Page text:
Writing vs Good Writing

From what might seem an unlikely place — the Journal of the American Bar Association — a lawyer friend (TY, Barry!) shares a recent essay on style in language by Bryan Garner. Its title: "Writing vs. Good Writing: Make the languorous doldrums of reading disappear". Among the examples of powerful prose that Garner offers and analyzes are two letters by Alexander Woollcott (1887-1943, critic and New Yorker staffer). The first, addressed to his recently-married niece to whom Woollcott had lent some money, is a graceful display of loving-kindness and magnanimity:

Dear Mrs. J.:

I hope that you like your marriage and that I, when our paths cross, shall like your husband.

Let us dispose, for the time being, of your debt to me, which, properly enough, is more on your mind than on mine. I should like to have you pay it back under one of two circumstances: (a) that you do it when, if ever, money is flowing freely in your direction and you can make the repayment without a wrench, or (b) that I myself am in difficulties, in which case I should let out a squawk. If, as seems not unlikely, I should be gathered unto my fathers before either of these contingencies arises, I hope you will regard it as a bequest to you. And if there is any order in your life I wish you would file this letter away as evidence of these testamentary intentions. To this contingent request there is attached not a condition but a suggestion. If I should hurry to my grave before you settle our account, I think you might keep it in mind that I would like to have you make your repayment take the form of putting some other youngster through college someday.


... and the second is pure hilarity, offended-grammarian quibbling over Ira Gershwin's use of the word "disinterested" to mean "bored" rather than "impartial":

Ira Gershwin:

Listen, you contumacious rat, don't throw your dreary tomes at me. I'll give you an elegant dinner at a restaurant of your own choosing and sing to you between courses if you can produce one writer or speaker, with an ear for the English language that you genuinely respect, who uses disinterested in the sense you are now trying to bolster up. I did look it up in my own vast Oxford dictionary a few years ago only to be told that it had been obsolete since the 17th century. I haven't looked up the indices in your letter because, after all, my own word in such matters is final. Indeed, current use of the word in the 17th-century sense is a ghetto barbarism I had previously thought confined to the vocabularies of Ben Hecht and Jed Harris. Surely, my child, you must see that if disinterested is, in our time, intended to convey a special shade of the word "unselfish" it is a clumsy business to try to make it also serve another meaning. That would be like the nitwit who uses a razor to sharpen a pencil. The point of the pencil may emerge, but the razor is never good again for its particular purpose.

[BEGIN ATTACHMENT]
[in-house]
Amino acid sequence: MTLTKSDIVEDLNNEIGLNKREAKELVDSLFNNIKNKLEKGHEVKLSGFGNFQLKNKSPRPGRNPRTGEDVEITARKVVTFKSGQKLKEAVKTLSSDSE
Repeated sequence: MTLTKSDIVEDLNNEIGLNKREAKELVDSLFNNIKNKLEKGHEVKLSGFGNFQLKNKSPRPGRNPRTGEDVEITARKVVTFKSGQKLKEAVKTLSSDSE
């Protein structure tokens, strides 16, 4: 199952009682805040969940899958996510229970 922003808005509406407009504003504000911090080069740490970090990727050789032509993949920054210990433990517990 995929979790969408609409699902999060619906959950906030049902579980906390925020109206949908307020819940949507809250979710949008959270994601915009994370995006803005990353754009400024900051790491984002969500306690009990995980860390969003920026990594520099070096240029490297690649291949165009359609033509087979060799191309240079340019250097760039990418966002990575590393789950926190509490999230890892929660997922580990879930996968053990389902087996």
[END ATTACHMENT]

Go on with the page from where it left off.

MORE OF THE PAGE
Hoping you fry in hell, I remain

Yours affectionately,


... so delightful! — and by sheer example, a call for others to awaken and write more vivid and precise words.

(cf. Heart of the Order (2002-07-03), Ralph Waldo Emerson (2003-08-05), Dream Songs (2004-02-12), Specificity (2009-05-31), ...) - ^z - 2018-01-21